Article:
First principles investigation of zinc-induced embrittlement in an aluminum grain boundary

Shengjun Zhang, Oleg Y. Kontsevoi, Arthur J. Freeman, Gregory B. Olson

Research output: Contribution to journalArticlepeer-review

67 Citations (Scopus)


Aluminum-zinc alloys have an extensive range of structural applications, but their susceptibility to intergranular stress corrosion cracking limits their wider use. In the present work the influence of zinc on a ∑5(0 1 2)[1 0 0] aluminum grain boundary was investigated by means of first principles calculations with the full potential linearized augmented plane wave method using two approaches: (i) within the framework of the Rice-Wang thermodynamic model; (ii) by the ab initio tensile test method. We determined the most energetically favorable segregation site of Zn along the Al grain boundary, its segregation energy from the Al grain boundary, the possible fracture paths of the grain boundary with Zn and the corresponding fracture energies. We established that Zn has a large driving force (-0.19 eV atom-1) for segregation from the Al bulk to the asymmetrical grain boundary site, and its segregation reduces the grain boundary strength slightly. Unusually, segregation of larger atomic size Zn leads to grain boundary contraction. Through precise calculations it was confirmed that zinc is a weak embrittler with a potency of +0.05 eV atom-1. Analysis in terms of the relaxed atomic and electronic structures and bonding characters showed that aluminum-zinc bonds have a metallic character in both grain boundary and free surface environments. This work provides a fundamental quantitative understanding of Zn-induced grain boundary embrittlement in Al alloys on the electronic level and establishes that Zn segregation is one of the factors contributing to stress corrosion cracking in Al alloys.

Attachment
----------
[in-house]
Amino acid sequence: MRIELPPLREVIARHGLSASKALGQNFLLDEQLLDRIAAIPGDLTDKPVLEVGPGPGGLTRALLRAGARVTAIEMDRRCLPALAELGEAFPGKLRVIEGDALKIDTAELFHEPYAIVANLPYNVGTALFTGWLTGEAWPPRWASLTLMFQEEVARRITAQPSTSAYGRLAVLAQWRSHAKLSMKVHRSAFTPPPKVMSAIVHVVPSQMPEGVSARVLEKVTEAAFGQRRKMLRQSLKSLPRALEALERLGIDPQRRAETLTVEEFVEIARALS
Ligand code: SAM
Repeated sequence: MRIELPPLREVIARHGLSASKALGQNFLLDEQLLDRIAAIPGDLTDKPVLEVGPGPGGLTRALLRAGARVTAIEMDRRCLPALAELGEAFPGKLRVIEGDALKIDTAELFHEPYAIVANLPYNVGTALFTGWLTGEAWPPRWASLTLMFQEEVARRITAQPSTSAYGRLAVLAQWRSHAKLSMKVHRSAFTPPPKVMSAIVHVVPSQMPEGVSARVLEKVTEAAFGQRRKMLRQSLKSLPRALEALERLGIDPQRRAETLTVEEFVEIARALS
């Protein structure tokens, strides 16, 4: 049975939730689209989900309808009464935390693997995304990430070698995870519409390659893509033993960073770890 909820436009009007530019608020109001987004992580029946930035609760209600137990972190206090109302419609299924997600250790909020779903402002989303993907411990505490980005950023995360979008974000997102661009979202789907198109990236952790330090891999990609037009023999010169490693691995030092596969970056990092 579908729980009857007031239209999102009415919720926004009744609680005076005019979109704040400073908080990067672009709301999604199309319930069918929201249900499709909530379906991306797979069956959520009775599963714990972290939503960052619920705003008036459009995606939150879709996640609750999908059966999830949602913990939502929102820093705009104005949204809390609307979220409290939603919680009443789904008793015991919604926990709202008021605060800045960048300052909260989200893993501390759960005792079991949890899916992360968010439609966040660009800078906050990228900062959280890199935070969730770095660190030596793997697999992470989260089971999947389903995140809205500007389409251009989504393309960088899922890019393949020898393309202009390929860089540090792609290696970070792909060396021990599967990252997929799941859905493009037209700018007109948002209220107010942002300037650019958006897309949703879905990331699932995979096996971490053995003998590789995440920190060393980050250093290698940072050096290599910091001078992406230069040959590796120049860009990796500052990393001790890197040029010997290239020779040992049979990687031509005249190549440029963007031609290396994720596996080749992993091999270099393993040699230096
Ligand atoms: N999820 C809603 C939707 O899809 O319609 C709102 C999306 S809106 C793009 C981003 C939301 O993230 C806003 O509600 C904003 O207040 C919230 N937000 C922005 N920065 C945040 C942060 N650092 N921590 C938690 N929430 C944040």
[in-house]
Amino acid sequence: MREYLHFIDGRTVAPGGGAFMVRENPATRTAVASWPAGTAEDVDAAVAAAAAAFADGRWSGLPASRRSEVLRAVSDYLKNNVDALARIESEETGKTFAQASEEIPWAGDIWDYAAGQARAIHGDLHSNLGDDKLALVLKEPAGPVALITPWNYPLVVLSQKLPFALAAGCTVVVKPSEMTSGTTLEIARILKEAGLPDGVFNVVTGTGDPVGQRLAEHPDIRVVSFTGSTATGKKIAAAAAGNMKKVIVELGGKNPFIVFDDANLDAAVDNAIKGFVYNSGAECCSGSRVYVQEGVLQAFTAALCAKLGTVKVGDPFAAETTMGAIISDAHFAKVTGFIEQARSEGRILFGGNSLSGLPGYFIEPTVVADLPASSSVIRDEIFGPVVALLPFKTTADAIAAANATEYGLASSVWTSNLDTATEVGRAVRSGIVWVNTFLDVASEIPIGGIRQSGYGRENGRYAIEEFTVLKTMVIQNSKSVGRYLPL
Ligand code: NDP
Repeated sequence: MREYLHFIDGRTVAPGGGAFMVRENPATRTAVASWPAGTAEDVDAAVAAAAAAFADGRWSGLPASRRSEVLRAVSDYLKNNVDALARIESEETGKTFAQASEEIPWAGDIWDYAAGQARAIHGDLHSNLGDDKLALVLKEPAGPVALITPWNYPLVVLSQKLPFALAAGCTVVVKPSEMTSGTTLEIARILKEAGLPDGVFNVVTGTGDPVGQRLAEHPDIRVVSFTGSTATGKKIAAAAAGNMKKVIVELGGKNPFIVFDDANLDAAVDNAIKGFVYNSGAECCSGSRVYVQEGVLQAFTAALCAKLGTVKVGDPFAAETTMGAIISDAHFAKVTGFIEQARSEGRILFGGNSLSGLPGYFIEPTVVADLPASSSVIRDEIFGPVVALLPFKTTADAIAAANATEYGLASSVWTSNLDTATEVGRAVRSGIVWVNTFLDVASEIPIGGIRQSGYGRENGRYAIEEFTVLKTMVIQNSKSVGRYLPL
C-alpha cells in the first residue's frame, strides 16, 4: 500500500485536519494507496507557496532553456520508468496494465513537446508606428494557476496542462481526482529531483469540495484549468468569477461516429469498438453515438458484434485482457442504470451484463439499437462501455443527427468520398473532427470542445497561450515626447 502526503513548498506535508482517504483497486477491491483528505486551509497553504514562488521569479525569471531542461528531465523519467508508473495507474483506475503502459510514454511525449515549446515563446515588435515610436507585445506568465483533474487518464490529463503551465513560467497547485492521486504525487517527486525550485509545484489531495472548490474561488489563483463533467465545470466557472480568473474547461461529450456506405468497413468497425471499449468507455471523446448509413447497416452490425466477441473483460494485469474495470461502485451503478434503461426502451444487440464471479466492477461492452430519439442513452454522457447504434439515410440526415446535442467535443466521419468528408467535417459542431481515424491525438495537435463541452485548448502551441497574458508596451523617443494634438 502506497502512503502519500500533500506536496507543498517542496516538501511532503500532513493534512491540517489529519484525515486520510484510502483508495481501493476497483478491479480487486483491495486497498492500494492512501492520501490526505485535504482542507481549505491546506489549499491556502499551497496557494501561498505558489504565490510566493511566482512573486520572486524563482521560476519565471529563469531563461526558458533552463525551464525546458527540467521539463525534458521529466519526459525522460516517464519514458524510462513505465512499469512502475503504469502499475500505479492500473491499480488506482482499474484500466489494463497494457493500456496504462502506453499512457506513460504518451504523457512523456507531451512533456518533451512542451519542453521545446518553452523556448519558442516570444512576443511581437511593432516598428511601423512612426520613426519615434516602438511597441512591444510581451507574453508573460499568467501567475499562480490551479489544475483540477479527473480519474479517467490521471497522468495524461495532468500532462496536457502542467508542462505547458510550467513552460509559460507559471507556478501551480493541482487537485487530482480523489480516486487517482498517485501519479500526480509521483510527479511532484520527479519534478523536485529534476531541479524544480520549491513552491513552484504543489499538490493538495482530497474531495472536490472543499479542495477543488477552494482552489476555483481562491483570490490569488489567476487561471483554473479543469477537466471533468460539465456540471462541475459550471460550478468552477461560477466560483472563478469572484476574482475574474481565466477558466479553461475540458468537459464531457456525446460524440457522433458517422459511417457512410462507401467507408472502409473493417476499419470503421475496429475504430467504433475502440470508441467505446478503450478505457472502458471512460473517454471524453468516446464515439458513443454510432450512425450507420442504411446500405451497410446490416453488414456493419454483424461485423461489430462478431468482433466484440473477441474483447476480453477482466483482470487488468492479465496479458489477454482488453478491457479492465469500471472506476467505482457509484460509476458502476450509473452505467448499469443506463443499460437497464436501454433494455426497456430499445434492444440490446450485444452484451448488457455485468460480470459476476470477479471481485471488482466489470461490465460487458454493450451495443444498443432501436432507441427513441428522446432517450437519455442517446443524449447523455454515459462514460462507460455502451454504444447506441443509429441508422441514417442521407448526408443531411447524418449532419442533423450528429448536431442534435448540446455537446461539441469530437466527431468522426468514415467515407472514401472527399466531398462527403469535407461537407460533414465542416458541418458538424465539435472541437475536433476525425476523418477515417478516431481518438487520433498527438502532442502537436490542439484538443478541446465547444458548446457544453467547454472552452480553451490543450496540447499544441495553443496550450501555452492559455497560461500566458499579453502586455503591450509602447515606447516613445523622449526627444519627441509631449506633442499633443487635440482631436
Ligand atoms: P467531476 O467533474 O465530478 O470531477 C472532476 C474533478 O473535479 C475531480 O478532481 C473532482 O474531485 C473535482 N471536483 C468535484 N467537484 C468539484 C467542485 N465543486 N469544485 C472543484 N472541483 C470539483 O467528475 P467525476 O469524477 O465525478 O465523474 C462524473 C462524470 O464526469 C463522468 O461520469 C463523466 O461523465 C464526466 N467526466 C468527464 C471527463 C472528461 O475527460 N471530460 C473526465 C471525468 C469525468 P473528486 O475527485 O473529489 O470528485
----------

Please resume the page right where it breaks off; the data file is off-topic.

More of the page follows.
Original languageEnglish
Pages (from-to)6155-6167
Number of pages13
JournalActa Materialia
Issue number15
Publication statusPublished - Sep 2011


  • Aluminum
  • Embrittlement
  • Full potential linearized augmented plane wave method
  • Grain boundary
  • Stress corrosion cracking

ASJC Scopus subject areas

  • Electronic, Optical and Magnetic Materials
  • Ceramics and Composites
  • Polymers and Plastics
  • Metals and Alloys

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